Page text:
Mr. Hwang Woo-yea, Chairman of the ruling Saenuri Party
On April 15th Mr. Hwang Woo-yea (pictured above), the chairman of the Saenuri Party stated “From what I gather from the news media there has been a 20-fold increase in the number of babies being abandoned since three years ago, and this has caused me to sound the alarm. The safety and happiness of families need to come first as we tackle this problem and the party must embrace this as a core value and look at the problems brought by the law. In so doing we can expect to contribute to the development of the adoption culture in keeping abreast with that of the other developed nations.”
Chairman Hwang emphasized in the interview with the Kukminilbo that “Even if there is one child that is hurt by the shortcomings of the law, then you can conclude that the law has problems. We will examine the issues not only on the abandonments, but also look at aiding birthmothers and other issues as well.”
Mr. Kim Hong Joon (50, an MPAK member) of the Task Force to Revise the Law stated that “While it is a little late in the ruling party’s involvement, but nevertheless it is a welcome sign. The Special Adoption Law forces the birthmothers to raise their children despite the fact they are not able to do so. But the support for birthmothers must not be ignored.”
Child abandonment is not the only issue with the law. The other big issue is with the drastic reduction in the number of domestic adoption as the figure below shows.
Since the enactment of the Special Adoption Law on August 5, 2012, the number of children placed for adoption from August – December 2012 was only 25 children. For the first four months of 2013, the number of children adopted domestically is only 22. The Family Court just recently approved the first case of intercountry adoption, and the family is waiting on the 14-day period.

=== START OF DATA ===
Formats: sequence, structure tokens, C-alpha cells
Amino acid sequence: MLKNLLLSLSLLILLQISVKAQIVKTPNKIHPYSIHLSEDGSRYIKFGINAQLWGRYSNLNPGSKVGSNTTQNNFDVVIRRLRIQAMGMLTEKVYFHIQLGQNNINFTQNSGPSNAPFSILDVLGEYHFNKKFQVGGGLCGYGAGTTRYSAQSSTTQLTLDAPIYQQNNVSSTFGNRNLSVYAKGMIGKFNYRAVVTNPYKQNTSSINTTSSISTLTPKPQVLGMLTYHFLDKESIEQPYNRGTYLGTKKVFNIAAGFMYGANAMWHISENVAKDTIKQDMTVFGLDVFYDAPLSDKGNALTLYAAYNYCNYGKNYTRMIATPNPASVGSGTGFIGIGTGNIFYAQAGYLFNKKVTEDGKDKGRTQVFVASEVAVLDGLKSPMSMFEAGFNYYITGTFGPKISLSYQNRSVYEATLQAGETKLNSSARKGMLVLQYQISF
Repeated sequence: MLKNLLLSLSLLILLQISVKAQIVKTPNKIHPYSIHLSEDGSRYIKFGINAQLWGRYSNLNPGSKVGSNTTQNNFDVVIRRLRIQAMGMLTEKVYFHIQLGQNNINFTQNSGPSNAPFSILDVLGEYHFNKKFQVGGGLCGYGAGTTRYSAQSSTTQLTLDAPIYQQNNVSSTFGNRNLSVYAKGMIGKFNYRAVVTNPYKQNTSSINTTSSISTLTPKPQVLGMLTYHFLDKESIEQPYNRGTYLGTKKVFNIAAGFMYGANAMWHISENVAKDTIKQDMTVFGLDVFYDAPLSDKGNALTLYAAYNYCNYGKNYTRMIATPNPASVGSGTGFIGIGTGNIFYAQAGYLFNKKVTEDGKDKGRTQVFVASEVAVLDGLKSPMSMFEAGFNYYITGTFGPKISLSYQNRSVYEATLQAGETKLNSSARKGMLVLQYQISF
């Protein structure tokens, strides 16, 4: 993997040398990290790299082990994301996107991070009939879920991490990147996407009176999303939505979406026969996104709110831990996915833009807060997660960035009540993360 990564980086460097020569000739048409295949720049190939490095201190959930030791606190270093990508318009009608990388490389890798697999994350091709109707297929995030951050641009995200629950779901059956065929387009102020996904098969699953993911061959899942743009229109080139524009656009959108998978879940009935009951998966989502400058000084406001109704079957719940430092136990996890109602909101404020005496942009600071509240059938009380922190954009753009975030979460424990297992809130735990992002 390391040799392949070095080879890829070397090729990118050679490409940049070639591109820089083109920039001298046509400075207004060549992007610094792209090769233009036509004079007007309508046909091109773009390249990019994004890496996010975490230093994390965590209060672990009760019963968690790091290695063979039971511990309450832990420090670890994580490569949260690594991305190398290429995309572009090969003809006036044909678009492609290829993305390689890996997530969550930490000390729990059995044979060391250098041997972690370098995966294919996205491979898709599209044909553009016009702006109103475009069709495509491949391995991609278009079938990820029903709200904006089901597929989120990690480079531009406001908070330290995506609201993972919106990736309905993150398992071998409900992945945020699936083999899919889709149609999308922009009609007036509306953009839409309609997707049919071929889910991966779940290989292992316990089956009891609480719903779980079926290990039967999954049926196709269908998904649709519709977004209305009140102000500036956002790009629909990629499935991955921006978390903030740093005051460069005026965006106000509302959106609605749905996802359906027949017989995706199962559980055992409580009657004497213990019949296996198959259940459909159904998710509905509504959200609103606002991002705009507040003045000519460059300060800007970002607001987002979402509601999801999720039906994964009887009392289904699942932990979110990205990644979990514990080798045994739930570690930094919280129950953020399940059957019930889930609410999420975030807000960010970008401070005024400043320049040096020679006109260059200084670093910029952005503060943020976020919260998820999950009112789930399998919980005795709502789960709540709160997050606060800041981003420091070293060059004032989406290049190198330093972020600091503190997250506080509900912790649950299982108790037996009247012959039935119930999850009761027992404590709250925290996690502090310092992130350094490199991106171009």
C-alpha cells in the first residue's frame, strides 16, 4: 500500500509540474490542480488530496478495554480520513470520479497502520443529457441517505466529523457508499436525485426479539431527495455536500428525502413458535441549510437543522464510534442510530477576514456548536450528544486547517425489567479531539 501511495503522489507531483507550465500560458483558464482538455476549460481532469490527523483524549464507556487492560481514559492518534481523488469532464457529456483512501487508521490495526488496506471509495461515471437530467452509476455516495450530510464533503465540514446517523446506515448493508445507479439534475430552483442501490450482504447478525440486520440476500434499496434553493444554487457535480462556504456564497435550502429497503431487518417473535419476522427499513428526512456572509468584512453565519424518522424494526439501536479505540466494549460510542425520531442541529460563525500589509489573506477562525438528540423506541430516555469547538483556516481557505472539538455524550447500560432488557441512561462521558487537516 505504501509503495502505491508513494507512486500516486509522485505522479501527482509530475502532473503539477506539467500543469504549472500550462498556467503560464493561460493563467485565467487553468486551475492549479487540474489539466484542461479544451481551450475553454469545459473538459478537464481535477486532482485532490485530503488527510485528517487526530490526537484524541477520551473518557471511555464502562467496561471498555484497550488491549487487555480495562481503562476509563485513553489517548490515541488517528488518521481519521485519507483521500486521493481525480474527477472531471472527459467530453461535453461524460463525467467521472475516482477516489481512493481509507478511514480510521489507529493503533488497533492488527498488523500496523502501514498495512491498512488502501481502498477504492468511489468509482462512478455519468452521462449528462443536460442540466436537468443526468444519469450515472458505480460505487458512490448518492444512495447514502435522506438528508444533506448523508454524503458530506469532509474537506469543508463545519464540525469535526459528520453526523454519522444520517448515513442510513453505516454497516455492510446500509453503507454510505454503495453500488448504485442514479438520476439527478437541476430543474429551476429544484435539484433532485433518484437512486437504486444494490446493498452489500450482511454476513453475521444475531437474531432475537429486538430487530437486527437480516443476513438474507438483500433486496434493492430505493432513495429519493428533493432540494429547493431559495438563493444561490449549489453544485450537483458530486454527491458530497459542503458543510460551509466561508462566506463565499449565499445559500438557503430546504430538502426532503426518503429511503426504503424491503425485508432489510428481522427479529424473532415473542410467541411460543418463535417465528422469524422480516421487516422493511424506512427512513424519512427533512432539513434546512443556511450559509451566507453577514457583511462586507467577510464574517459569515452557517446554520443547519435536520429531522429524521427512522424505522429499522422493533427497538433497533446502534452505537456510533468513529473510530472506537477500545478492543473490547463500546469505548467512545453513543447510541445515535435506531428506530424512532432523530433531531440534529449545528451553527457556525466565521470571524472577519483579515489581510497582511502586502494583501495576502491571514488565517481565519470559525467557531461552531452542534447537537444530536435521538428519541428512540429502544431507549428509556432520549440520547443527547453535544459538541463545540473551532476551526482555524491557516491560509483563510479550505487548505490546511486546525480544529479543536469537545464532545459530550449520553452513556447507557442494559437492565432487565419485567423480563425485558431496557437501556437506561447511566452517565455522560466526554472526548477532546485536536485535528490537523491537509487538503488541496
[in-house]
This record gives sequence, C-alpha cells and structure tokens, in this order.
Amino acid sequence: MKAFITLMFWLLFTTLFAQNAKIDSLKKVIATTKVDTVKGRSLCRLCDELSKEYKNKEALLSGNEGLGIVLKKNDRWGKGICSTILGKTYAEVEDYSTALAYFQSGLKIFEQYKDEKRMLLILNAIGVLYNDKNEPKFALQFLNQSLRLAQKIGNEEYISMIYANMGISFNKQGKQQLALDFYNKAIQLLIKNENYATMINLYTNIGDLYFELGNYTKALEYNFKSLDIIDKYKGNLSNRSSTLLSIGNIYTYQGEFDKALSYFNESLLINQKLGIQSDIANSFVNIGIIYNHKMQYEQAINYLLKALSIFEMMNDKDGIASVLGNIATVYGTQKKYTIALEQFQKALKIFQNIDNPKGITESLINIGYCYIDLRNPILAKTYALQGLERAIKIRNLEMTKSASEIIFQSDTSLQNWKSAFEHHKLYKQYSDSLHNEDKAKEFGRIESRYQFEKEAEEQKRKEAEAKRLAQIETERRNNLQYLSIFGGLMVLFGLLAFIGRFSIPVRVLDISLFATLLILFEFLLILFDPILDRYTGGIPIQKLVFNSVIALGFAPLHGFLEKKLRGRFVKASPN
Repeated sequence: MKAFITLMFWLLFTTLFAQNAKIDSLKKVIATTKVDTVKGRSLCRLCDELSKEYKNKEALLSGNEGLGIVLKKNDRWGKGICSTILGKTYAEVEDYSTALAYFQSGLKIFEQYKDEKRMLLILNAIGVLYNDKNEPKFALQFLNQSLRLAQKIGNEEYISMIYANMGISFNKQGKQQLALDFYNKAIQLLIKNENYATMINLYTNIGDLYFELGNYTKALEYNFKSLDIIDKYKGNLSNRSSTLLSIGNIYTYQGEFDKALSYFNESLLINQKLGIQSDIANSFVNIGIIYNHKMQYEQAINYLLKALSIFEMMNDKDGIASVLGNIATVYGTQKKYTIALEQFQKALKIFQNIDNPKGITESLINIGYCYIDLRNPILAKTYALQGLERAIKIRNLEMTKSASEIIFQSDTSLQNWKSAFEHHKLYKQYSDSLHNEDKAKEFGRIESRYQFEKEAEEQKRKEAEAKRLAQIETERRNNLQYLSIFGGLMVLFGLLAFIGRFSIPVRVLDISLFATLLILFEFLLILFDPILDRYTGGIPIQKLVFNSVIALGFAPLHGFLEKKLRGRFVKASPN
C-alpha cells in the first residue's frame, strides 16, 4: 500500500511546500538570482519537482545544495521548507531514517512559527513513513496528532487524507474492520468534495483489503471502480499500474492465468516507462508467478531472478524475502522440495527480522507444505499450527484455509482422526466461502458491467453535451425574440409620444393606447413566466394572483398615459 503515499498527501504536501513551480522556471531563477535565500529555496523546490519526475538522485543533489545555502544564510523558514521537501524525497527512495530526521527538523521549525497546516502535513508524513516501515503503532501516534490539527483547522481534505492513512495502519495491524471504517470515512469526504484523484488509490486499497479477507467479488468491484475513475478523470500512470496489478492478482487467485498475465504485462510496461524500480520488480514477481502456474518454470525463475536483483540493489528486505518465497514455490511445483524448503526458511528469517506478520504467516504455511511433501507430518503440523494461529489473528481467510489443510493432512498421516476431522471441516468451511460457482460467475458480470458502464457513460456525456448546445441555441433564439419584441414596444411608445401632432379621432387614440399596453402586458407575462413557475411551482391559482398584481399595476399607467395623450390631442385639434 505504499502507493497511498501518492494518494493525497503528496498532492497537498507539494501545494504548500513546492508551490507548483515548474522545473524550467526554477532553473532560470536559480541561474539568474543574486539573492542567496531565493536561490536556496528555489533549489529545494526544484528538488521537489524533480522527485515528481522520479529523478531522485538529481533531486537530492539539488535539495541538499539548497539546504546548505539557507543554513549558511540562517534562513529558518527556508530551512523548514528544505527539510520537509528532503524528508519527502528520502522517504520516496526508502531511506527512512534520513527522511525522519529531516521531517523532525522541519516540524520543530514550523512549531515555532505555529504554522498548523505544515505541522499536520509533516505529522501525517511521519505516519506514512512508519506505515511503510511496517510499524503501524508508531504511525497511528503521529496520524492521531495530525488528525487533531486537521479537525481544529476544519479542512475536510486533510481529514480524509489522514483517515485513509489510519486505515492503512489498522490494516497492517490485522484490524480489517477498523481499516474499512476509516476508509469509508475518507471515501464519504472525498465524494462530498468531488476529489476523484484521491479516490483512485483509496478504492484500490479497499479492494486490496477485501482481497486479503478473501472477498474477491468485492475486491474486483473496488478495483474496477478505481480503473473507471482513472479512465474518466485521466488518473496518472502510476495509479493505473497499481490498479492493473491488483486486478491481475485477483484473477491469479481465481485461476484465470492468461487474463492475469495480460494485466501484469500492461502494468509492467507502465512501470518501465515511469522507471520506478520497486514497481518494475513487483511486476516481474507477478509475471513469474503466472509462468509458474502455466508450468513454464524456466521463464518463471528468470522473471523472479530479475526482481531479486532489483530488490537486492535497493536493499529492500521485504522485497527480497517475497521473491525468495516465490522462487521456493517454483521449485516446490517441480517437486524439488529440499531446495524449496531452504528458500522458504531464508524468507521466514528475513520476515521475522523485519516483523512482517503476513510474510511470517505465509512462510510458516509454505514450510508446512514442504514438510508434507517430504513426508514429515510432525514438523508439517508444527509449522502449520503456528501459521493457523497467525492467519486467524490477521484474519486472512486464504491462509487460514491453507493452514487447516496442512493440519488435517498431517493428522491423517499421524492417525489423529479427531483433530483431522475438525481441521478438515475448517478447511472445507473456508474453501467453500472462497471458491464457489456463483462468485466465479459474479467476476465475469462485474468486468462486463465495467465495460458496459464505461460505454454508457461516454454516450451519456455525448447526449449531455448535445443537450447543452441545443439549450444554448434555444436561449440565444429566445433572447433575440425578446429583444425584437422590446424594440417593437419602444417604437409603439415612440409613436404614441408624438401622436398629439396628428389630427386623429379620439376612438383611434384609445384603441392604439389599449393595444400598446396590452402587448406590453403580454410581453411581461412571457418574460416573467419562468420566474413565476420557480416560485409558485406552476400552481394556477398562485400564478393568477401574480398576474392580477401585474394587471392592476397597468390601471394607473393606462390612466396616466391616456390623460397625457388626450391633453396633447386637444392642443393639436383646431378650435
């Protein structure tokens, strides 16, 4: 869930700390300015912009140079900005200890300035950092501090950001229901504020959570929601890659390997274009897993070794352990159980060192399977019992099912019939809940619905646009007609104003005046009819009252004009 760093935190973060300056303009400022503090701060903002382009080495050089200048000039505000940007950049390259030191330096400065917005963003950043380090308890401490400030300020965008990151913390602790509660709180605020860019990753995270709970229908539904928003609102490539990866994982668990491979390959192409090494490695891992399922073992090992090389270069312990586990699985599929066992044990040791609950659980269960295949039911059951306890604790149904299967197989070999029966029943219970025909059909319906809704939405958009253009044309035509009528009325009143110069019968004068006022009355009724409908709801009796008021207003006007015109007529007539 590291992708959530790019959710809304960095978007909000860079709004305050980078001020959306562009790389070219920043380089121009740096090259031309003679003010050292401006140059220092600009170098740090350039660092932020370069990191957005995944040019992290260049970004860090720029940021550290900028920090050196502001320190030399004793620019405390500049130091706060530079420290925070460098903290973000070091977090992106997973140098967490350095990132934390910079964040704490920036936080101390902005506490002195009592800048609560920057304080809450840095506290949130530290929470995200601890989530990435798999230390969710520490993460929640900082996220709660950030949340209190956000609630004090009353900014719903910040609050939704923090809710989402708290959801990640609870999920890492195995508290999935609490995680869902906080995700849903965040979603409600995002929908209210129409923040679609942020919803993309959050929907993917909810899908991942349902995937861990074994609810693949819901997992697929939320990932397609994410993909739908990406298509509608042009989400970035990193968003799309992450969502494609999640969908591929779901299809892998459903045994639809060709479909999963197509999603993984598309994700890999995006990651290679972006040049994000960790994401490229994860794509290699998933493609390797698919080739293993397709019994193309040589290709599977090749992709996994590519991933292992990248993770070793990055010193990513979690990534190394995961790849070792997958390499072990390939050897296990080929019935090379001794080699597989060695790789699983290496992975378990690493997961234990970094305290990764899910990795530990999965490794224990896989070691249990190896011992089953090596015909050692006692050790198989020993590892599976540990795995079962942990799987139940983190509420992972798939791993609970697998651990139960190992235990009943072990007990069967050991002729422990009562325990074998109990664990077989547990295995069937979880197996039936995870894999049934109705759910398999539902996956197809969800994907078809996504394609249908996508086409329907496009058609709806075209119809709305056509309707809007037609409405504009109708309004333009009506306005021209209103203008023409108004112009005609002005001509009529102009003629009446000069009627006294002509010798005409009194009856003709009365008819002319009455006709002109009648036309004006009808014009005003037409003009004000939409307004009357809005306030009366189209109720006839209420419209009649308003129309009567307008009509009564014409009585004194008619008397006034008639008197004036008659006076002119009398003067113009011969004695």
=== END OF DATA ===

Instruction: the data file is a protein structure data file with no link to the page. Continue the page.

The data clearly shows that even the domestic adoption is greatly impacted by the Special Adoption Law. I believe the problems can be isolated into two areas. One is with the implementation of the law, and the other is with the requirement by the law that children can be placed for adoption only after registering into birthmothers’ family registry.
The implementation problem always exists in a nation that is getting ready to ratify the Hague Adoption Convention, and due to the unfamiliarity of the convention it will take some time to mature the process. This is one reason for the drastic decline in the adoption results. The Family Court is not able to process the new practices as if it is routine. But the other reason is that because of the birth registry requirements, and that the children can only begin the adoption process after the registry is complete, this has caused birthmothers choosing other means such as abandonment, black market adoption, in some cases killing the babies. The seven days holding is required by the law before relinquishing the babies for adoption, and some birthmothers have opted to keep their babies, but not significant enough.
The limitation on birthmothers’ freedom to relinquish their babies at birth has resulted in drastic drop in intakes by the adoption agencies all over Korea. The agencies have experienced only 30% level of the usual intake volume. This is even bigger reason why the number of adoptions plummeted due to the law.
It is very obvious, despite the oppositions’ arguments that refuse to acknowledge there are problems with the Special Adoption Law, the law has produced two very unwelcome outcomes: A sharp INCREASE in the number of children being abandoned, and a sharp DECREASE in the number of adoptions taking place. Something’s really really wrong at both ends, and it’s got to be revised.